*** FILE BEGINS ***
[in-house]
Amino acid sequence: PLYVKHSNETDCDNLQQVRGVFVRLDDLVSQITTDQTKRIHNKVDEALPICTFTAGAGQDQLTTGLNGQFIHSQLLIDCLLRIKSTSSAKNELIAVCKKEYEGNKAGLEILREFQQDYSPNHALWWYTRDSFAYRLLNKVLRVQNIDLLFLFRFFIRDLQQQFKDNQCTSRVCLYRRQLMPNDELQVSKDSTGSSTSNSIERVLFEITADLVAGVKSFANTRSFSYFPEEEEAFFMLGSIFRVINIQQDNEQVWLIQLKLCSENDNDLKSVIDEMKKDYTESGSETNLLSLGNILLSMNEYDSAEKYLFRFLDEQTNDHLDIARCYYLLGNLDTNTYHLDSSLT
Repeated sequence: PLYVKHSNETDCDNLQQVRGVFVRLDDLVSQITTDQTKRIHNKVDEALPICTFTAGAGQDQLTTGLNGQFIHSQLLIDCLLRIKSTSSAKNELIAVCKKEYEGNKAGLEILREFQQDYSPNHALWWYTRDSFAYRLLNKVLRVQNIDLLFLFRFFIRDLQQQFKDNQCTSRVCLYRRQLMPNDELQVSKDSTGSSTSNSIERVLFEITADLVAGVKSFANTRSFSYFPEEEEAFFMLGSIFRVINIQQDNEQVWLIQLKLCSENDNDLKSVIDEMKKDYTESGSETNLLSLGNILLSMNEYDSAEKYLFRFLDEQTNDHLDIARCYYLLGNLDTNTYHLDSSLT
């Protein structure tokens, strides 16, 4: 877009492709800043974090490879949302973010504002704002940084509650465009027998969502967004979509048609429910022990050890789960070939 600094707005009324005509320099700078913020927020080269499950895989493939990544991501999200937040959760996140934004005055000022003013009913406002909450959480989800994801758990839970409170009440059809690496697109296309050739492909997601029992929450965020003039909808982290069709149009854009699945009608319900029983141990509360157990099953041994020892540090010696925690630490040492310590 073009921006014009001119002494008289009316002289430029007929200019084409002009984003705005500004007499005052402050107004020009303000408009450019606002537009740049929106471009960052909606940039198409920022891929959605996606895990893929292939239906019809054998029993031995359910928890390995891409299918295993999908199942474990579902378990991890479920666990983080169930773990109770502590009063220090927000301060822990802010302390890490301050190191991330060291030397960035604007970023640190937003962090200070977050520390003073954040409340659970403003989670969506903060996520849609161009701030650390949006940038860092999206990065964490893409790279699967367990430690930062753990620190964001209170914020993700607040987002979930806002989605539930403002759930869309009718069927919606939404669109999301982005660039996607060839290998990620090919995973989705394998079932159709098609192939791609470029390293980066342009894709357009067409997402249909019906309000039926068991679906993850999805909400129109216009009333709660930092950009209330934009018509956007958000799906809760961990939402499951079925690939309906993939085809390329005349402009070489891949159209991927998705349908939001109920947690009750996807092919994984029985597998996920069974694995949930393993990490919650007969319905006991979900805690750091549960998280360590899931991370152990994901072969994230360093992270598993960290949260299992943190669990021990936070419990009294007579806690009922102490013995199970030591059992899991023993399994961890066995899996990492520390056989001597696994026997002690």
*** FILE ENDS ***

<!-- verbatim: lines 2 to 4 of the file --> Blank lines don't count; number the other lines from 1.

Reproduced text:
Amino acid sequence: PLYVKHSNETDCDNLQQVRGVFVRLDDLVSQITTDQTKRIHNKVDEALPICTFTAGAGQDQLTTGLNGQFIHSQLLIDCLLRIKSTSSAKNELIAVCKKEYEGNKAGLEILREFQQDYSPNHALWWYTRDSFAYRLLNKVLRVQNIDLLFLFRFFIRDLQQQFKDNQCTSRVCLYRRQLMPNDELQVSKDSTGSSTSNSIERVLFEITADLVAGVKSFANTRSFSYFPEEEEAFFMLGSIFRVINIQQDNEQVWLIQLKLCSENDNDLKSVIDEMKKDYTESGSETNLLSLGNILLSMNEYDSAEKYLFRFLDEQTNDHLDIARCYYLLGNLDTNTYHLDSSLT
Repeated sequence: PLYVKHSNETDCDNLQQVRGVFVRLDDLVSQITTDQTKRIHNKVDEALPICTFTAGAGQDQLTTGLNGQFIHSQLLIDCLLRIKSTSSAKNELIAVCKKEYEGNKAGLEILREFQQDYSPNHALWWYTRDSFAYRLLNKVLRVQNIDLLFLFRFFIRDLQQQFKDNQCTSRVCLYRRQLMPNDELQVSKDSTGSSTSNSIERVLFEITADLVAGVKSFANTRSFSYFPEEEEAFFMLGSIFRVINIQQDNEQVWLIQLKLCSENDNDLKSVIDEMKKDYTESGSETNLLSLGNILLSMNEYDSAEKYLFRFLDEQTNDHLDIARCYYLLGNLDTNTYHLDSSLT
């Protein structure tokens, strides 16, 4: 877009492709800043974090490879949302973010504002704002940084509650465009027998969502967004979509048609429910022990050890789960070939 600094707005009324005509320099700078913020927020080269499950895989493939990544991501999200937040959760996140934004005055000022003013009913406002909450959480989800994801758990839970409170009440059809690496697109296309050739492909997601029992929450965020003039909808982290069709149009854009699945009608319900029983141990509360157990099953041994020892540090010696925690630490040492310590 073009921006014009001119002494008289009316002289430029007929200019084409002009984003705005500004007499005052402050107004020009303000408009450019606002537009740049929106471009960052909606940039198409920022891929959605996606895990893929292939239906019809054998029993031995359910928890390995891409299918295993999908199942474990579902378990991890479920666990983080169930773990109770502590009063220090927000301060822990802010302390890490301050190191991330060291030397960035604007970023640190937003962090200070977050520390003073954040409340659970403003989670969506903060996520849609161009701030650390949006940038860092999206990065964490893409790279699967367990430690930062753990620190964001209170914020993700607040987002979930806002989605539930403002759930869309009718069927919606939404669109999301982005660039996607060839290998990620090919995973989705394998079932159709098609192939791609470029390293980066342009894709357009067409997402249909019906309000039926068991679906993850999805909400129109216009009333709660930092950009209330934009018509956007958000799906809760961990939402499951079925690939309906993939085809390329005349402009070489891949159209991927998705349908939001109920947690009750996807092919994984029985597998996920069974694995949930393993990490919650007969319905006991979900805690750091549960998280360590899931991370152990994901072969994230360093992270598993960290949260299992943190669990021990936070419990009294007579806690009922102490013995199970030591059992899991023993399994961890066995899996990492520390056989001597696994026997002690």